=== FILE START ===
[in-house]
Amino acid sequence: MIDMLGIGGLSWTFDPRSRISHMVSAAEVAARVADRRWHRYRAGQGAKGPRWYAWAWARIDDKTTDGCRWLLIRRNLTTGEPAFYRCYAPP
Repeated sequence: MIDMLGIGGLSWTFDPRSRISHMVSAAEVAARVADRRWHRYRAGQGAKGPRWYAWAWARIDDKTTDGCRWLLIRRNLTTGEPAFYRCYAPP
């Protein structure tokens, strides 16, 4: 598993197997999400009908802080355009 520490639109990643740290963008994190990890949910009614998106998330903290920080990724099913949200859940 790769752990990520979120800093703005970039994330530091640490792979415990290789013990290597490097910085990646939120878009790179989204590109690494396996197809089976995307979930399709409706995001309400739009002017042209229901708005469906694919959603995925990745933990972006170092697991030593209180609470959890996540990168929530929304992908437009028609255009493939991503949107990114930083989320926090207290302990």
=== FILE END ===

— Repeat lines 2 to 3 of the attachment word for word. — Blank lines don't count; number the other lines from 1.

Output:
Amino acid sequence: MIDMLGIGGLSWTFDPRSRISHMVSAAEVAARVADRRWHRYRAGQGAKGPRWYAWAWARIDDKTTDGCRWLLIRRNLTTGEPAFYRCYAPP
Repeated sequence: MIDMLGIGGLSWTFDPRSRISHMVSAAEVAARVADRRWHRYRAGQGAKGPRWYAWAWARIDDKTTDGCRWLLIRRNLTTGEPAFYRCYAPP